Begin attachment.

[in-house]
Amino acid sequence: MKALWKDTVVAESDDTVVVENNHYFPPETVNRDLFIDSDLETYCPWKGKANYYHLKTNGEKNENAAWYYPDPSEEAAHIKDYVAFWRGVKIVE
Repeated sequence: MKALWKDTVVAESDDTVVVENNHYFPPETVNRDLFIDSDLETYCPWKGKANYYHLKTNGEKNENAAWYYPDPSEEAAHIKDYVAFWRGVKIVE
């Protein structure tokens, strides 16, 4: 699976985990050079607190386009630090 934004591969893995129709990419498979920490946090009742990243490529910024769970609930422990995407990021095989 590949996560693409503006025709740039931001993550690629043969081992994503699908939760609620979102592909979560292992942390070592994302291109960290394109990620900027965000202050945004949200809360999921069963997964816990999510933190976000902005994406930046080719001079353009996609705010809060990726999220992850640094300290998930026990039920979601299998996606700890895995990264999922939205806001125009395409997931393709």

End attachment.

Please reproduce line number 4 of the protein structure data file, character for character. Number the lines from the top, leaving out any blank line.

């Protein structure tokens, strides 16, 4: 699976985990050079607190386009630090 934004591969893995129709990419498979920490946090009742990243490529910024769970609930422990995407990021095989 590949996560693409503006025709740039931001993550690629043969081992994503699908939760609620979102592909979560292992942390070592994302291109960290394109990620900027965000202050945004949200809360999921069963997964816990999510933190976000902005994406930046080719001079353009996609705010809060990726999220992850640094300290998930026990039920979601299998996606700890895995990264999922939205806001125009395409997931393709």